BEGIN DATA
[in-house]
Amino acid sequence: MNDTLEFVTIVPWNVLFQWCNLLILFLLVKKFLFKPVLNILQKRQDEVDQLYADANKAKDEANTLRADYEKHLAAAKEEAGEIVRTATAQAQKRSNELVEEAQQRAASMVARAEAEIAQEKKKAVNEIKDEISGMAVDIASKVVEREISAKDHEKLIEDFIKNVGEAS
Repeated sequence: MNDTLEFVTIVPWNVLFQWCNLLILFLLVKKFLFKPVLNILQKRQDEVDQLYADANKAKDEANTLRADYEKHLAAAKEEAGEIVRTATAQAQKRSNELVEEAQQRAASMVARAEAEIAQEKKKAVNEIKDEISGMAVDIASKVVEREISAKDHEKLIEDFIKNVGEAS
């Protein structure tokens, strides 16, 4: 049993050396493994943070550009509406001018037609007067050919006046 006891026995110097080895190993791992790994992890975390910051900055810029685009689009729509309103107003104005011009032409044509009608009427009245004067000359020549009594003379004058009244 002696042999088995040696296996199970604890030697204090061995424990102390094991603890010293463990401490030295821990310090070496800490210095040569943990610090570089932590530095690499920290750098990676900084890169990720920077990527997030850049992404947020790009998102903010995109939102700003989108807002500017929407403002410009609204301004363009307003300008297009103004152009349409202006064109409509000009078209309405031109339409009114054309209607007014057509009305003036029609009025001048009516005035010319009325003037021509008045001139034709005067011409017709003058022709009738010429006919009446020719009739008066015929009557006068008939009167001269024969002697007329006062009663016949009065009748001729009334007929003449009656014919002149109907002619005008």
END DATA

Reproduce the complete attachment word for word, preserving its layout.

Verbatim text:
[in-house]
Amino acid sequence: MNDTLEFVTIVPWNVLFQWCNLLILFLLVKKFLFKPVLNILQKRQDEVDQLYADANKAKDEANTLRADYEKHLAAAKEEAGEIVRTATAQAQKRSNELVEEAQQRAASMVARAEAEIAQEKKKAVNEIKDEISGMAVDIASKVVEREISAKDHEKLIEDFIKNVGEAS
Repeated sequence: MNDTLEFVTIVPWNVLFQWCNLLILFLLVKKFLFKPVLNILQKRQDEVDQLYADANKAKDEANTLRADYEKHLAAAKEEAGEIVRTATAQAQKRSNELVEEAQQRAASMVARAEAEIAQEKKKAVNEIKDEISGMAVDIASKVVEREISAKDHEKLIEDFIKNVGEAS
């Protein structure tokens, strides 16, 4: 049993050396493994943070550009509406001018037609007067050919006046 006891026995110097080895190993791992790994992890975390910051900055810029685009689009729509309103107003104005011009032409044509009608009427009245004067000359020549009594003379004058009244 002696042999088995040696296996199970604890030697204090061995424990102390094991603890010293463990401490030295821990310090070496800490210095040569943990610090570089932590530095690499920290750098990676900084890169990720920077990527997030850049992404947020790009998102903010995109939102700003989108807002500017929407403002410009609204301004363009307003300008297009103004152009349409202006064109409509000009078209309405031109339409009114054309209607007014057509009305003036029609009025001048009516005035010319009325003037021509008045001139034709005067011409017709003058022709009738010429006919009446020719009739008066015929009557006068008939009167001269024969002697007329006062009663016949009065009748001729009334007929003449009656014919002149109907002619005008």